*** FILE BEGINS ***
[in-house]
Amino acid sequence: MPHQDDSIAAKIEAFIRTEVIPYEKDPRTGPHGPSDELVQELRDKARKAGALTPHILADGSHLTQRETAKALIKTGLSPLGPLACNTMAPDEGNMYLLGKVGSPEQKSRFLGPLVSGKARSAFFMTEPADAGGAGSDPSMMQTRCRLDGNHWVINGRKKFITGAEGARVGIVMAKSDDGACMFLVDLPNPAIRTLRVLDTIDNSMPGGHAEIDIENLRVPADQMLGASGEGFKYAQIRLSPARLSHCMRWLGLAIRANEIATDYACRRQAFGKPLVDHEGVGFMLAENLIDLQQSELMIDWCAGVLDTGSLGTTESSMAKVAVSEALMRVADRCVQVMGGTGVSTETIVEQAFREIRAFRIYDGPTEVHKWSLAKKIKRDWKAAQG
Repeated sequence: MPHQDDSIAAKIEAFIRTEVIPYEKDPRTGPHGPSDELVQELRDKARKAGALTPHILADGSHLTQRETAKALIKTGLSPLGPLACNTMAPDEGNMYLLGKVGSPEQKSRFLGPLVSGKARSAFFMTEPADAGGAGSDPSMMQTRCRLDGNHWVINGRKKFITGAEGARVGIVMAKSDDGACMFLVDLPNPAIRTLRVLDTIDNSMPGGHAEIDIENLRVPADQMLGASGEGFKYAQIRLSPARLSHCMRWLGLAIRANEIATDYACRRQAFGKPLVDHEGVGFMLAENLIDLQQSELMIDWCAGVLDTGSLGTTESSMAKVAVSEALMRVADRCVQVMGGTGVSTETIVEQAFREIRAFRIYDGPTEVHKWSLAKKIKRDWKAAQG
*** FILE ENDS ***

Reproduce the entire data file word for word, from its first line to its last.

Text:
[in-house]
Amino acid sequence: MPHQDDSIAAKIEAFIRTEVIPYEKDPRTGPHGPSDELVQELRDKARKAGALTPHILADGSHLTQRETAKALIKTGLSPLGPLACNTMAPDEGNMYLLGKVGSPEQKSRFLGPLVSGKARSAFFMTEPADAGGAGSDPSMMQTRCRLDGNHWVINGRKKFITGAEGARVGIVMAKSDDGACMFLVDLPNPAIRTLRVLDTIDNSMPGGHAEIDIENLRVPADQMLGASGEGFKYAQIRLSPARLSHCMRWLGLAIRANEIATDYACRRQAFGKPLVDHEGVGFMLAENLIDLQQSELMIDWCAGVLDTGSLGTTESSMAKVAVSEALMRVADRCVQVMGGTGVSTETIVEQAFREIRAFRIYDGPTEVHKWSLAKKIKRDWKAAQG
Repeated sequence: MPHQDDSIAAKIEAFIRTEVIPYEKDPRTGPHGPSDELVQELRDKARKAGALTPHILADGSHLTQRETAKALIKTGLSPLGPLACNTMAPDEGNMYLLGKVGSPEQKSRFLGPLVSGKARSAFFMTEPADAGGAGSDPSMMQTRCRLDGNHWVINGRKKFITGAEGARVGIVMAKSDDGACMFLVDLPNPAIRTLRVLDTIDNSMPGGHAEIDIENLRVPADQMLGASGEGFKYAQIRLSPARLSHCMRWLGLAIRANEIATDYACRRQAFGKPLVDHEGVGFMLAENLIDLQQSELMIDWCAGVLDTGSLGTTESSMAKVAVSEALMRVADRCVQVMGGTGVSTETIVEQAFREIRAFRIYDGPTEVHKWSLAKKIKRDWKAAQG